July turned out to be a month with some new gear. I invested in a Fuji X-E2 and 18-55mm f/2.8-f/4 because I wanted something lighter for what I call ‘occasional’ shooting. It certainly has its strengths and weaknesses like any other camera and I’ll put together a separate blog post on this soon enough.

Although I spent a good chunk of the month with the Fuji in hand trying to get to grips with its modes and menus, my favourite image for July still goes to one taken with my Nikon D800E on an outing to The Cotswolds for a misty sunrise. It’s no secret that I love woodland scenery but the photograph I’ve selected this month has something compelling for me. There is a tonal quality to Nikon’s RAW files which is missing from the Fuji in my view and this seems to particularly shine through for me in Mid Summer Wood below.

Mid Summer Wood

Mid Summer Wood

What Really Makes The Photograph Work For Me?

Firstly, and most importantly, I never really pick on any random set of trees. Composition is everything and although there is nothing you can do about what grows where, where you position yourself, the direction of light, focal length and framing are all equally and incredibly important. Randomly pointing your camera into the mist doesn’t yield results people give a second glance at.

So here is how I approached Mid Summer Wood:

  • This is a particularly complex frame but I love its arrangement, it actually has a few competing features in the photograph which is something usually to be avoided but the light from the top right to bottom left holds the whole scene together for me.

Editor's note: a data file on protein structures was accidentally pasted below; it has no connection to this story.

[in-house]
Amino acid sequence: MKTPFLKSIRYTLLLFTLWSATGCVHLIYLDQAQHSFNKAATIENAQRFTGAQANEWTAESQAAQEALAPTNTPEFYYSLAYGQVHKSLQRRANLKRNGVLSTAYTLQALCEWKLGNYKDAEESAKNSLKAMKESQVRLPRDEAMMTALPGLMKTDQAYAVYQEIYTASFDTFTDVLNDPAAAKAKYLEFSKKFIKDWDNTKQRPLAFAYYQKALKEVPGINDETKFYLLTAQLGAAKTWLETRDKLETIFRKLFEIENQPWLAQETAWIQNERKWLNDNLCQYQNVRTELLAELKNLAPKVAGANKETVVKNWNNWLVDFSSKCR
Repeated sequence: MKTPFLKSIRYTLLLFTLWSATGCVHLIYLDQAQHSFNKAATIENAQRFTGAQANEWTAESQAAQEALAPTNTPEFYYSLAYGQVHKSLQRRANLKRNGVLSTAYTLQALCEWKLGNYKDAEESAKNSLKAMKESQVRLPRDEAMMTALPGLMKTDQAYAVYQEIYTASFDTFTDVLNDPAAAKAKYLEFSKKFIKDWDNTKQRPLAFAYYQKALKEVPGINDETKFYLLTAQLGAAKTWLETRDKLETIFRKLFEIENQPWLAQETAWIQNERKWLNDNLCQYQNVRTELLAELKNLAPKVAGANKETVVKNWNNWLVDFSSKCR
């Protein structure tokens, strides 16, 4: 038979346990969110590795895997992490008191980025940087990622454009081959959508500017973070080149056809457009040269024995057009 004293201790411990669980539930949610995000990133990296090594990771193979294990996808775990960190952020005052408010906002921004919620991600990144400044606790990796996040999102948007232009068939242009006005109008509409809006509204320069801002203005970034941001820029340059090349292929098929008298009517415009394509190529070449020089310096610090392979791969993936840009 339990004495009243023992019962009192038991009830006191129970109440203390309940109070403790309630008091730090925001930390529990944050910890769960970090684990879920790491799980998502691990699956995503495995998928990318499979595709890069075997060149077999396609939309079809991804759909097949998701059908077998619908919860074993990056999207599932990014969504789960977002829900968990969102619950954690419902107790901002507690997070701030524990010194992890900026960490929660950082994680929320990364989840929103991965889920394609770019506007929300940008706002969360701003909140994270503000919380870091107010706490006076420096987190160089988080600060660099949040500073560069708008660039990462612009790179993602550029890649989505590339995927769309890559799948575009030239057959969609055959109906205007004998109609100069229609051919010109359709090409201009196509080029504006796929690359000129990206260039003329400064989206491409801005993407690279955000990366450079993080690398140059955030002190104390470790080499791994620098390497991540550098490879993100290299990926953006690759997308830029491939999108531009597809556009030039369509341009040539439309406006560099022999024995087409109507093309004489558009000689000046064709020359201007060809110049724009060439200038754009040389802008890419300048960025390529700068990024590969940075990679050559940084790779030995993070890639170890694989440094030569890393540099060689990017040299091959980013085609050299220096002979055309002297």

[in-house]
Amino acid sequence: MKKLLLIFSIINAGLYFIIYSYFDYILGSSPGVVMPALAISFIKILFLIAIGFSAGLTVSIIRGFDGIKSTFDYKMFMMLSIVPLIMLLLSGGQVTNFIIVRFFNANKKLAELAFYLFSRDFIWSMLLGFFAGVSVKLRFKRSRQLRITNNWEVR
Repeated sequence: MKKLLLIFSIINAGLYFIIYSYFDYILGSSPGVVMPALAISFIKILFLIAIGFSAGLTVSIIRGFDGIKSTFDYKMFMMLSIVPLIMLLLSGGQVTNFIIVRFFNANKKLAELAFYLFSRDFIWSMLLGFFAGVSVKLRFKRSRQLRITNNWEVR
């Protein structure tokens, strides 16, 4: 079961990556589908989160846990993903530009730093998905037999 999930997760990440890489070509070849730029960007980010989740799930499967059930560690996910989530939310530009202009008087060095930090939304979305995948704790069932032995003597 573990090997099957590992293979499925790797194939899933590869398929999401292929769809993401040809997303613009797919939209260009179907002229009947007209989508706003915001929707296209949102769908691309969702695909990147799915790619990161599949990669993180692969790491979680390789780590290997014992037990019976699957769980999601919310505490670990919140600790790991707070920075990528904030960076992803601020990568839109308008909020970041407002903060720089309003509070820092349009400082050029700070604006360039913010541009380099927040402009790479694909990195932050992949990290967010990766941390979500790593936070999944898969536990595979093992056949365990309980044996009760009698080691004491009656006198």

• I thought the tree bending left out of the frame anchors that side of the scene very well. There’s some interesting detail on it and this in itself adds something different which isn’t repeated anywhere else in the photograph. That means that the viewer will have something to hold their attention away from the light source and the centre of the frame.
  • Then there is the short tree dead centre. It’s right hand branch is pointing towards the light source, almost as a sign post in the photograph. I really like features like this – similarly there is a small dead tree below it which is pointing towards the left in similar fashion.
  • Next is the right hand side of the image which is framed by the two darker trees. The leaves reach along the top side of the photograph creating a kind of ‘goalpost’ shape which boxes the light in the top right.
  • The tree closest to the camera is left, the centre tree is a little behind and the two right hand darker trees are further away again. This automatically creates a small amount of depth which adds something to the ‘journey’ in this photograph.
  • By positioning myself with the light source to the right, each trunk has tonal shadow and ensures that we have three dimensional shapes in the photograph instead of silhouettes. If I had stood a few yards to the left, this would have looked like a very different scene indeed and the light would have been quite flat.
  • I used my 45mm Tilt Shift to shoot this and utilising an upwards Shift, I ensured that all of the verticals in the framed remained vertical, despite not using a telephoto focal length. I didn’t use any filters in this photograph.
  • It was relatively dim in the wood at this time in the morning (taken at 6.30am) so the exposure time was 2.5 seconds. There was a small amount of breeze and this was perfect to ensure some movement in the leaves and the long grasses. This softens the whole photograph beautifully for me, adding a further element which makes this scene very inviting and easy on the eye.
The Technical Setup
  • Taken with the Nikon D800E
  • Nikon 45mm f/2.8 PC-e shifted upwards by 5 degrees
  • f/11, ISO100, 2.5 seconds in dimly lit foggy woodland
  • Tripod, cable release
  • Shot in 14bit RAW, manual white balance
  • Finished with Nik Color Efex Pro 3 and Adobe Photoshop CS6
  • No sharpening

A classic woodland scene which I’m very pleased with, there is every chance I would enter a photograph like this for next year’s Landscape Photographer Of The Year.